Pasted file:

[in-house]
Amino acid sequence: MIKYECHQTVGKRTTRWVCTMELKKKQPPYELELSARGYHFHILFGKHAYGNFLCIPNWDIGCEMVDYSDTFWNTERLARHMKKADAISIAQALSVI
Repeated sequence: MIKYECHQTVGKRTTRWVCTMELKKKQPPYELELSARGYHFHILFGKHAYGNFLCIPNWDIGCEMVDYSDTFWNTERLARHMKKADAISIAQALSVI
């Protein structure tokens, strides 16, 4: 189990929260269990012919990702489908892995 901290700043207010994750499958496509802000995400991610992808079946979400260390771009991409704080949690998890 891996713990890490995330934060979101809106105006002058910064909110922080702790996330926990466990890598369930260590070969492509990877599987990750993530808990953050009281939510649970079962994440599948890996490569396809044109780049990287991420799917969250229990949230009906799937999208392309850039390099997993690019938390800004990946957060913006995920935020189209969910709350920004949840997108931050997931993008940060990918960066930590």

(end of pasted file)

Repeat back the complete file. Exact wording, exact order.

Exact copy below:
[in-house]
Amino acid sequence: MIKYECHQTVGKRTTRWVCTMELKKKQPPYELELSARGYHFHILFGKHAYGNFLCIPNWDIGCEMVDYSDTFWNTERLARHMKKADAISIAQALSVI
Repeated sequence: MIKYECHQTVGKRTTRWVCTMELKKKQPPYELELSARGYHFHILFGKHAYGNFLCIPNWDIGCEMVDYSDTFWNTERLARHMKKADAISIAQALSVI
């Protein structure tokens, strides 16, 4: 189990929260269990012919990702489908892995 901290700043207010994750499958496509802000995400991610992808079946979400260390771009991409704080949690998890 891996713990890490995330934060979101809106105006002058910064909110922080702790996330926990466990890598369930260590070969492509990877599987990750993530808990953050009281939510649970079962994440599948890996490569396809044109780049990287991420799917969250229990949230009906799937999208392309850039390099997993690019938390800004990946957060913006995920935020189209969910709350920004949840997108931050997931993008940060990918960066930590």